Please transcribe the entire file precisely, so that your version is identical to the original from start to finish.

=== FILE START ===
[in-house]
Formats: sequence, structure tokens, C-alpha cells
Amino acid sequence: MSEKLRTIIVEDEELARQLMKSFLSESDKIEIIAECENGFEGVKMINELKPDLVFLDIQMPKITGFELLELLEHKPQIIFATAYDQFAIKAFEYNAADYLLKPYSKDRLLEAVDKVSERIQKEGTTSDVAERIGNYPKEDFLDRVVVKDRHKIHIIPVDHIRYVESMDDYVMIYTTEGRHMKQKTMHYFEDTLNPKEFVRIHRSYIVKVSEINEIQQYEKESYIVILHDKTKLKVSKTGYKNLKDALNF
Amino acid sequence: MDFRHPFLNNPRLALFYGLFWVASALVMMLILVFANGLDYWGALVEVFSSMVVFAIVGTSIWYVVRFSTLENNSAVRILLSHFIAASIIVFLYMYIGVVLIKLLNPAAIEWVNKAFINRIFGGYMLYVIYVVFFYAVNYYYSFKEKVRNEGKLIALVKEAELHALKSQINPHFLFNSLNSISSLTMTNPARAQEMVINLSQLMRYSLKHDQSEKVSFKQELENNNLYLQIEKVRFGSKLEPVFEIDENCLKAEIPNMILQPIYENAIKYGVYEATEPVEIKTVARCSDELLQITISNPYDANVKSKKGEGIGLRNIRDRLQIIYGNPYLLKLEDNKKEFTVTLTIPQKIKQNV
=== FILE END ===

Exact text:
[in-house]
Formats: sequence, structure tokens, C-alpha cells
Amino acid sequence: MSEKLRTIIVEDEELARQLMKSFLSESDKIEIIAECENGFEGVKMINELKPDLVFLDIQMPKITGFELLELLEHKPQIIFATAYDQFAIKAFEYNAADYLLKPYSKDRLLEAVDKVSERIQKEGTTSDVAERIGNYPKEDFLDRVVVKDRHKIHIIPVDHIRYVESMDDYVMIYTTEGRHMKQKTMHYFEDTLNPKEFVRIHRSYIVKVSEINEIQQYEKESYIVILHDKTKLKVSKTGYKNLKDALNF
Amino acid sequence: MDFRHPFLNNPRLALFYGLFWVASALVMMLILVFANGLDYWGALVEVFSSMVVFAIVGTSIWYVVRFSTLENNSAVRILLSHFIAASIIVFLYMYIGVVLIKLLNPAAIEWVNKAFINRIFGGYMLYVIYVVFFYAVNYYYSFKEKVRNEGKLIALVKEAELHALKSQINPHFLFNSLNSISSLTMTNPARAQEMVINLSQLMRYSLKHDQSEKVSFKQELENNNLYLQIEKVRFGSKLEPVFEIDENCLKAEIPNMILQPIYENAIKYGVYEATEPVEIKTVARCSDELLQITISNPYDANVKSKKGEGIGLRNIRDRLQIIYGNPYLLKLEDNKKEFTVTLTIPQKIKQNV